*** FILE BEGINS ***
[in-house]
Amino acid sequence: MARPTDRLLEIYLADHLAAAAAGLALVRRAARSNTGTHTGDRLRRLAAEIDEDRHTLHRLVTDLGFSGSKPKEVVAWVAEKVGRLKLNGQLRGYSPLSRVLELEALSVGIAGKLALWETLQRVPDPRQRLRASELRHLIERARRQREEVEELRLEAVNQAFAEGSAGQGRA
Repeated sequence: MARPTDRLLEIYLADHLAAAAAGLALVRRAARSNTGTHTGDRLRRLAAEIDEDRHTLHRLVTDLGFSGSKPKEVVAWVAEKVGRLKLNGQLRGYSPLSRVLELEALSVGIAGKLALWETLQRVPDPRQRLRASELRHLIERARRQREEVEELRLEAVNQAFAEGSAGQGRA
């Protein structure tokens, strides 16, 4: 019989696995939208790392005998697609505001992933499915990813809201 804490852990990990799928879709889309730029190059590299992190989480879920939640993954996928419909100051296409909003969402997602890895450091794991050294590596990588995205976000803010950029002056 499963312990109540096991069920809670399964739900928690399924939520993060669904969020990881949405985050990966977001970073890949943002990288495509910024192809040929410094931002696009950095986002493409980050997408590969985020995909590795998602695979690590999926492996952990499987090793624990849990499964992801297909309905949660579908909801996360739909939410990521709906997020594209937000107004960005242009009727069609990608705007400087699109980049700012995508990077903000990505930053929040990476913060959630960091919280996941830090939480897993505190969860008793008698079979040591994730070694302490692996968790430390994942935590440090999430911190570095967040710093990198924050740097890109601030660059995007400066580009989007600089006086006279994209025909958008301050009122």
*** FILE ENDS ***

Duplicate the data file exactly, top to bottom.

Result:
[in-house]
Amino acid sequence: MARPTDRLLEIYLADHLAAAAAGLALVRRAARSNTGTHTGDRLRRLAAEIDEDRHTLHRLVTDLGFSGSKPKEVVAWVAEKVGRLKLNGQLRGYSPLSRVLELEALSVGIAGKLALWETLQRVPDPRQRLRASELRHLIERARRQREEVEELRLEAVNQAFAEGSAGQGRA
Repeated sequence: MARPTDRLLEIYLADHLAAAAAGLALVRRAARSNTGTHTGDRLRRLAAEIDEDRHTLHRLVTDLGFSGSKPKEVVAWVAEKVGRLKLNGQLRGYSPLSRVLELEALSVGIAGKLALWETLQRVPDPRQRLRASELRHLIERARRQREEVEELRLEAVNQAFAEGSAGQGRA
């Protein structure tokens, strides 16, 4: 019989696995939208790392005998697609505001992933499915990813809201 804490852990990990799928879709889309730029190059590299992190989480879920939640993954996928419909100051296409909003969402997602890895450091794991050294590596990588995205976000803010950029002056 499963312990109540096991069920809670399964739900928690399924939520993060669904969020990881949405985050990966977001970073890949943002990288495509910024192809040929410094931002696009950095986002493409980050997408590969985020995909590795998602695979690590999926492996952990499987090793624990849990499964992801297909309905949660579908909801996360739909939410990521709906997020594209937000107004960005242009009727069609990608705007400087699109980049700012995508990077903000990505930053929040990476913060959630960091919280996941830090939480897993505190969860008793008698079979040591994730070694302490692996968790430390994942935590440090999430911190570095967040710093990198924050740097890109601030660059995007400066580009989007600089006086006279994209025909958008301050009122």